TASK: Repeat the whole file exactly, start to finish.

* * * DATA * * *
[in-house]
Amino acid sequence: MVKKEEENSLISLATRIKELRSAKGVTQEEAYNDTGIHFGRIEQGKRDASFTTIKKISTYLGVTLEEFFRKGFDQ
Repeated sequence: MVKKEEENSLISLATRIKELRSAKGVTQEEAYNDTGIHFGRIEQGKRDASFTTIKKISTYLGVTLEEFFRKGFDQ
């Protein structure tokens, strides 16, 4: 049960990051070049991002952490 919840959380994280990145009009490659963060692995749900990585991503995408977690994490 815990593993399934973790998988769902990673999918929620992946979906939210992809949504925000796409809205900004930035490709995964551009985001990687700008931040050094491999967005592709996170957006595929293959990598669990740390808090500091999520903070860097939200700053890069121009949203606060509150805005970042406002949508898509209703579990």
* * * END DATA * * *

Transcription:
[in-house]
Amino acid sequence: MVKKEEENSLISLATRIKELRSAKGVTQEEAYNDTGIHFGRIEQGKRDASFTTIKKISTYLGVTLEEFFRKGFDQ
Repeated sequence: MVKKEEENSLISLATRIKELRSAKGVTQEEAYNDTGIHFGRIEQGKRDASFTTIKKISTYLGVTLEEFFRKGFDQ
């Protein structure tokens, strides 16, 4: 049960990051070049991002952490 919840959380994280990145009009490659963060692995749900990585991503995408977690994490 815990593993399934973790998988769902990673999918929620992946979906939210992809949504925000796409809205900004930035490709995964551009985001990687700008931040050094491999967005592709996170957006595929293959990598669990740390808090500091999520903070860097939200700053890069121009949203606060509150805005970042406002949508898509209703579990």